#ChildDignity – Continuing the Momentum

Two weeks ago, the Child Dignity in the Digital World Congress met with Pope Francis for the closing session of the Congress. (The official Vatican pictures are now online in two parts: photos of the audience, photos with the participants.)

Remembering an important meeting.

On this occasion, a young representative of the congress read out a summary to the Holy Father of The Declaration of Rome, a fruit of meeting’s work. The Holy Father responded with a powerful address. This talk  summed up the grand themes of the Congress in his own words. At the end of the encounter, Pope Francis took time to greet each of the participants, listened to concerns, gave blessings and even posed for selfies. We encourage those who are following the work of the CCP to read the above documents to stay in touch with with this imporant aspect of our work: Safeguarding Online.

The Congress has now concluded and the participants have all returned to the different sectors and nations from which they came, but an important network continues. Those participants with a LinkedIn account are connected online through a LinkedIn Child Dignity in the Digital World discussion group. Speakers and respondants are sharing their papers and ideas among themselves via Dropbox.  An important repository for the Congress press roundup, the Conference section of the CCP website retains imporant links to articles written about the event. Certainly more people remain in touch through email, via Facebook and Twitter. (And we thank you for connecting with us also!)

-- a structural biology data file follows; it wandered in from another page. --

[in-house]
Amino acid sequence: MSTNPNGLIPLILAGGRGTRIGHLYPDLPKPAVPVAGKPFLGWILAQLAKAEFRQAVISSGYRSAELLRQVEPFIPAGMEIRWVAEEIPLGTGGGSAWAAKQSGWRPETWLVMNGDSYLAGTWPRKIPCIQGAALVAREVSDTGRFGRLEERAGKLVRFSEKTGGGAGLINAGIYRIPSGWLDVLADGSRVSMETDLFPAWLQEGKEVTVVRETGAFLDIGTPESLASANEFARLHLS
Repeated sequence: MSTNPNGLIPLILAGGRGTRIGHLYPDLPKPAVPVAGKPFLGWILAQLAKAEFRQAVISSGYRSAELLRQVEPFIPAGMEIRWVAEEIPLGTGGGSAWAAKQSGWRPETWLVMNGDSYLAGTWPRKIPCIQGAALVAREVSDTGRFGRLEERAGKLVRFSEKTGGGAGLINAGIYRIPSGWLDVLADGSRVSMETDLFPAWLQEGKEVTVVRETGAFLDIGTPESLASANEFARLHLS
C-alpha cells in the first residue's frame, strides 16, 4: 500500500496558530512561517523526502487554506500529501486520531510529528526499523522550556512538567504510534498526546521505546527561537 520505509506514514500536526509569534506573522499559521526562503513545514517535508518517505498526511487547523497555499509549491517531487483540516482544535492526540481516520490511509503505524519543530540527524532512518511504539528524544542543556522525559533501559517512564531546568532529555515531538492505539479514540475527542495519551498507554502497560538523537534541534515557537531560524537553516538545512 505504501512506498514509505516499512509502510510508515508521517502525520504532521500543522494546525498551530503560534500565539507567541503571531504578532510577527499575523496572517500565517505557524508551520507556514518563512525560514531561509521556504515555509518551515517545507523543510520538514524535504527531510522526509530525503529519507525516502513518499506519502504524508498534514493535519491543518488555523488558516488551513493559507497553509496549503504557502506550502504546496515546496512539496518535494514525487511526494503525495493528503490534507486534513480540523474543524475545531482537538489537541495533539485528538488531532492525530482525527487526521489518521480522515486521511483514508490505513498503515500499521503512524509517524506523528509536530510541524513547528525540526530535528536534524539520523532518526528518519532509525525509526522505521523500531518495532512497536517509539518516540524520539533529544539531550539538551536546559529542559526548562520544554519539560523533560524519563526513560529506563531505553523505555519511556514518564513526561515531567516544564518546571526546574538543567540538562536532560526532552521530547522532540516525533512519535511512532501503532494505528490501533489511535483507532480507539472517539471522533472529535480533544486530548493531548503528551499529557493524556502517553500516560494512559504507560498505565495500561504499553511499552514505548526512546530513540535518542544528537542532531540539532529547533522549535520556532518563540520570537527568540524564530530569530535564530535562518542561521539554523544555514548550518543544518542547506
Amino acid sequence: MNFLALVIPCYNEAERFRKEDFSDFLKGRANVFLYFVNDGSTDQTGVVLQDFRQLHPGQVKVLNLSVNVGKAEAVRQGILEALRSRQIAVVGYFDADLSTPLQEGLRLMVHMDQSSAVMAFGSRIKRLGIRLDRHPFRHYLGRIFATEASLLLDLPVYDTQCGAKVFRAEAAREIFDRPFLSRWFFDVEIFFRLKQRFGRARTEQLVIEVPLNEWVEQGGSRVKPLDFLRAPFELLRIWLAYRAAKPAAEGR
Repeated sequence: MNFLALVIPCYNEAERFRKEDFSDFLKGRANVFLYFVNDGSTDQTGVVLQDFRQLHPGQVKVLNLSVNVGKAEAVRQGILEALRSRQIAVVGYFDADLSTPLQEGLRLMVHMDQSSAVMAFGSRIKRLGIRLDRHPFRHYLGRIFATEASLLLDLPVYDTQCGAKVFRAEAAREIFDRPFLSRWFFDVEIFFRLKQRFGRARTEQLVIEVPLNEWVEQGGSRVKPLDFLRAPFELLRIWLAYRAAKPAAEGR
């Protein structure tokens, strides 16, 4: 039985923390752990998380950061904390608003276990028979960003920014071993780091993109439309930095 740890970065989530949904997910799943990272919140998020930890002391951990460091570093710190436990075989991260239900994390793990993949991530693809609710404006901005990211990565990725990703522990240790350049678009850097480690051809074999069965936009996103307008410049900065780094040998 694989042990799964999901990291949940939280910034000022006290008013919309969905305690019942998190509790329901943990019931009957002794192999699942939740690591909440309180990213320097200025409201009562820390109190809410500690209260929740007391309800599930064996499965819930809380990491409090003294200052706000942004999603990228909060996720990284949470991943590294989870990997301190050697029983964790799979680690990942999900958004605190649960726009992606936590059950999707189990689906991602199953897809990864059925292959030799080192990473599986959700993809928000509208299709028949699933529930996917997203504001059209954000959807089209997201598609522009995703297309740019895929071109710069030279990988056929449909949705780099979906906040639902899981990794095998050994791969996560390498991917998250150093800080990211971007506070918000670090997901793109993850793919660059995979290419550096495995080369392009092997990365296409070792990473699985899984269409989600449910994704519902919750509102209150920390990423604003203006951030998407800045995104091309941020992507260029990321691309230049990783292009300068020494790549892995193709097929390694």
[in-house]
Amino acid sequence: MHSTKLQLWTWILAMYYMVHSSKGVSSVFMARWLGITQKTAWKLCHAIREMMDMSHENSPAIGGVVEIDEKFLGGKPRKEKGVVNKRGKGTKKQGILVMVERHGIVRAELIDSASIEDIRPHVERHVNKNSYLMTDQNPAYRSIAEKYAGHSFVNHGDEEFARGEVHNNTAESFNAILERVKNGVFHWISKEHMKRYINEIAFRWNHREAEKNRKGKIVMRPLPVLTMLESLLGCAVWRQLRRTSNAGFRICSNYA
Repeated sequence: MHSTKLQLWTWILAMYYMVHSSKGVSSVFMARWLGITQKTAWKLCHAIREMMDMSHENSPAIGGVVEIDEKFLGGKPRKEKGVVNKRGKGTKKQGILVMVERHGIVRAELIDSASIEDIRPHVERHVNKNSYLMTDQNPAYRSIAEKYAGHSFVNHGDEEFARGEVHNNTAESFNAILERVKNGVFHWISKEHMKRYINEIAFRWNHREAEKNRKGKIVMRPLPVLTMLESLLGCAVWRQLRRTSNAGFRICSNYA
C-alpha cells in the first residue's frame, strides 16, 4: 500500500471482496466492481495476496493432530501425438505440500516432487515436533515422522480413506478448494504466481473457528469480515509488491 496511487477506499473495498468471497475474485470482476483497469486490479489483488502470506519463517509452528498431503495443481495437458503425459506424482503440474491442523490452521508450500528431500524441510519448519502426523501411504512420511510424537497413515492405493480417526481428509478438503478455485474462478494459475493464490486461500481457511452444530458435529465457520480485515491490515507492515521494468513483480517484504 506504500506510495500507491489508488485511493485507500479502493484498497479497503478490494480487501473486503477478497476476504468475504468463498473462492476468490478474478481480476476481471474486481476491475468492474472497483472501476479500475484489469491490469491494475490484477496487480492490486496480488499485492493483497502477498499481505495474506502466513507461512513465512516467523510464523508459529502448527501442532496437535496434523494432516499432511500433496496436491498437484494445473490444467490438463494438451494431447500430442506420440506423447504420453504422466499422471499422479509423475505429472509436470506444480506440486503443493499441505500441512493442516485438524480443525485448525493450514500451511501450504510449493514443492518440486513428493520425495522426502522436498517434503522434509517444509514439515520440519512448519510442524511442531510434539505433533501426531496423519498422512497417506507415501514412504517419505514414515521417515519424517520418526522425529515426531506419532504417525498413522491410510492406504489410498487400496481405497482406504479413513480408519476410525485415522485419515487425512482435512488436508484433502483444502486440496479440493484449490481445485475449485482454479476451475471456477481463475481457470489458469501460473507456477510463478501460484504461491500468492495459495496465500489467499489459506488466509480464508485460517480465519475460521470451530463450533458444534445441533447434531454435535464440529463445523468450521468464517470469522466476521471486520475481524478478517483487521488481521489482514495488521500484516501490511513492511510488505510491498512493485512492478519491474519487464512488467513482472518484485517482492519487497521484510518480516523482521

Where do we go from here?

Certainly a first response to this question is already well underway: greater collaboration, communication, and awareness of what good things people are already doing to end the exploitation of children and stop the facilitation of abuse online. Yet many experts present at the congress pointed out that those safeguarding measures have been put into place that still need to be studied. Which means have been most effective? What studies can we point to to show what works and what doesn’t, for instance, to build resilience in children to online dangers? The CCP, under the umbrella of the Institute of Psychology of the Pontifical Gregorian University, continues to brainstorm along these lines and is encouraging students who would like to do the same.